U.S. SUES VW OVER SOFTWARE CHEAT
The Justice Department sued Volkswagen on Monday over emissions-cheating software found in nearly 600,000 vehicles sold in the U.S., potentially exposing the company to billions of dollars in penalties for clean-air violations.
The civil complaint against the German automaker, filed on behalf of the Environmental Protection Agency in U.S. District Court in Detroit, alleges the company illegally installed software designed to make its “clean diesel” engines pass federal emissions standards while undergoing laboratory testing. The vehicles then switched off those measures in real-world driving conditions, spewing harmful gases at up to 40 times what is allowed by federal regulations.
The company is negotiating a massive mandatory recall with U.S. regulators and potentially faces more than $18 billion in fines for violations of the Clean Air Act.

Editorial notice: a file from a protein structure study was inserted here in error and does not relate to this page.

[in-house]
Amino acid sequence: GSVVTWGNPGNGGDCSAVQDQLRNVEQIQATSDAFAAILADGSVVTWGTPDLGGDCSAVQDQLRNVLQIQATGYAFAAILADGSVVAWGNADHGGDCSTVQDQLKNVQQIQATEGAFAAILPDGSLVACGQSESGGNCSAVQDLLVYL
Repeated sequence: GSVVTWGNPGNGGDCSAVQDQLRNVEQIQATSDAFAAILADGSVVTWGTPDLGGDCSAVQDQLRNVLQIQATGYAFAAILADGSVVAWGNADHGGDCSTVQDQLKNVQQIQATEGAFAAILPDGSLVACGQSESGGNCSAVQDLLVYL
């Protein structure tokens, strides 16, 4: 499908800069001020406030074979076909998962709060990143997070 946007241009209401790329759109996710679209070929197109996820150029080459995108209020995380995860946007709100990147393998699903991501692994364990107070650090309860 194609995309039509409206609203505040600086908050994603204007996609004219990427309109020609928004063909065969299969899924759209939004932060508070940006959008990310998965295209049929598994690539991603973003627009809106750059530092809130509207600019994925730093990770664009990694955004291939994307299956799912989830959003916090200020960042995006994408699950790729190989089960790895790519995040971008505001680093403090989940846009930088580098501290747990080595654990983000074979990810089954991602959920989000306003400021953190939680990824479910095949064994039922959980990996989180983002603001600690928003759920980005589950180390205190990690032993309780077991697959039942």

The company and its executives also could still face separate criminal charges, while a raft of private class-action lawsuits filed by angry VW owners are pending.
Volkswagen Group of America spokeswoman Jeannine Ginivan said Monday that the company “will continue to cooperate with all government agencies investigating these matters.”
Because Volkswagen kept its suspect software secret, the lawsuit alleges the company’s cars were sold without a valid “certificate of conformity” issued by EPA to regulate new cars manufactured or imported into the country.